WOODBRIDGE — The results of radon and radiation testing at Colonia High School found no evidence of a cancer cluster or a connection to over 100 brain tumors among graduates and former staff.

Mayor John McCormac, state Department of Health Commissioner Judy Persichilli, and other officials will make the announcement at a press conference at the school Thursday at 4 PM.

The announcement bolsters doubts that at least one researcher and the state's top health official had about the cancer cluster claims, according to copies of Persichilli's communications exclusively obtained by New Jersey 101.5.

New Jersey 101.5 first reported that Woodbridge was conducting radon and radiological testing at Colonia High School. Since then, a small but vocal group of parents has demanded immediate state intervention and an option for remote learning.

The results of the testing will be sent to members of Woodbridge Council and school officials shortly before the press conference.

State Department of Environmental Protection officials will also recommend that no further testing is necessary, the source said.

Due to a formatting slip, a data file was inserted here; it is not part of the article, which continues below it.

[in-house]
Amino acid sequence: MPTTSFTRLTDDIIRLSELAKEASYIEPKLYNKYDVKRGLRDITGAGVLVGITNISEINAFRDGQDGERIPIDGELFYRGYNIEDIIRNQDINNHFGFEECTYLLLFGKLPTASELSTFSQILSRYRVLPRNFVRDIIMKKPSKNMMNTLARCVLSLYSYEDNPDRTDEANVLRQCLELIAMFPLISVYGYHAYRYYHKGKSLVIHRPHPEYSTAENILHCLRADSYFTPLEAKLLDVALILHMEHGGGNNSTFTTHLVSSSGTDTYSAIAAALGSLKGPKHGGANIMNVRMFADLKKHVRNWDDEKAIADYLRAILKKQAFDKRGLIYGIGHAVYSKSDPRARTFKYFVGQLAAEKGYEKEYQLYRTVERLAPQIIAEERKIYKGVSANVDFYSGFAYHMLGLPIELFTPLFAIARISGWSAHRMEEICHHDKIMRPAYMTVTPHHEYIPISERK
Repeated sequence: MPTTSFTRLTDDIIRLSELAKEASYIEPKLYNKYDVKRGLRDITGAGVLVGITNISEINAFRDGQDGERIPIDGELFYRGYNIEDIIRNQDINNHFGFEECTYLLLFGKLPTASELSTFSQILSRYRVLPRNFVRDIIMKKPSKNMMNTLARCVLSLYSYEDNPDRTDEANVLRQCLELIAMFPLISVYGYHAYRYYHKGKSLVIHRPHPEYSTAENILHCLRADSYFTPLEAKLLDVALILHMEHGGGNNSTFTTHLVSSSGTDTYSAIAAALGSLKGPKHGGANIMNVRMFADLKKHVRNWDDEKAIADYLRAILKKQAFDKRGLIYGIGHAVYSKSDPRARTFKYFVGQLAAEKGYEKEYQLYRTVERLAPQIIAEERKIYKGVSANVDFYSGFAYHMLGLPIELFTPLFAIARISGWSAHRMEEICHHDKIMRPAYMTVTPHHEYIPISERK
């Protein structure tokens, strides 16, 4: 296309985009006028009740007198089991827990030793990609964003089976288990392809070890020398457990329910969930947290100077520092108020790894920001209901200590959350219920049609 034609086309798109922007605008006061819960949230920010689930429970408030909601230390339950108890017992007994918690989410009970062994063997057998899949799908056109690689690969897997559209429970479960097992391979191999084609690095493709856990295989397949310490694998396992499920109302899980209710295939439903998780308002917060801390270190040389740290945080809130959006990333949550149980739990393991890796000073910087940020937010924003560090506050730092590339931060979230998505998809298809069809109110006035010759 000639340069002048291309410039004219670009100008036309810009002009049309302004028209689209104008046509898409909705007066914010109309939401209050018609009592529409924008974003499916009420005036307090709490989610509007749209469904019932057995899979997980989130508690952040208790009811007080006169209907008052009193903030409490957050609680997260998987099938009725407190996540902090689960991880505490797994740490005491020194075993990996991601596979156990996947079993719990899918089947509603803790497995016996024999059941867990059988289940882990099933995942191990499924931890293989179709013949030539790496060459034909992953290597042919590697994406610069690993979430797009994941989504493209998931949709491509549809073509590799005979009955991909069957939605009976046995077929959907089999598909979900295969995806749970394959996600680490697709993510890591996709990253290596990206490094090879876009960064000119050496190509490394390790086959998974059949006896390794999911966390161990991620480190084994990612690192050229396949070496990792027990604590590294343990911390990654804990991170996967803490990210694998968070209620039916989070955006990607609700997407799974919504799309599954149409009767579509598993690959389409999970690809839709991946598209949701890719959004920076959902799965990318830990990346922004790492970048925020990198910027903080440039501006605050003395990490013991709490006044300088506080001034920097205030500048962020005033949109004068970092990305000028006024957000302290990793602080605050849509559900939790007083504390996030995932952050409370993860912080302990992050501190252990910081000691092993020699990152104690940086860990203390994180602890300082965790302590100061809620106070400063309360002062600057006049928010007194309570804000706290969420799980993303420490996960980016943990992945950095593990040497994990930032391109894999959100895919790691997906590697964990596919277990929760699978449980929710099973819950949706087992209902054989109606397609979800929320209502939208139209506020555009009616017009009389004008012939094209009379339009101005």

Colonia High School in Woodbridge, NJ will be tested for radon over 14 days starting April 9, 2022. It comes after Al Lupiano raised concerns about a possible link between the school and high number of rare brain cancers among alumni and former staff. (Google Maps/Francesco Scatena)
Colonia High School in Woodbridge, NJ was tested for radon over 14 days starting April 9, 2022. (Google Maps/Francesco Scatena)
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Persichilli was not convinced of any connection back in early May, when she responded to retired neurosurgeon Dr. Anthony Chiurco.

Chiurco, who served as the former chief of neurosurgery at University Medical Center of Princeton for over 30 years, asserted that the number of brain tumors identified so far among the Colonia community was not higher than expected.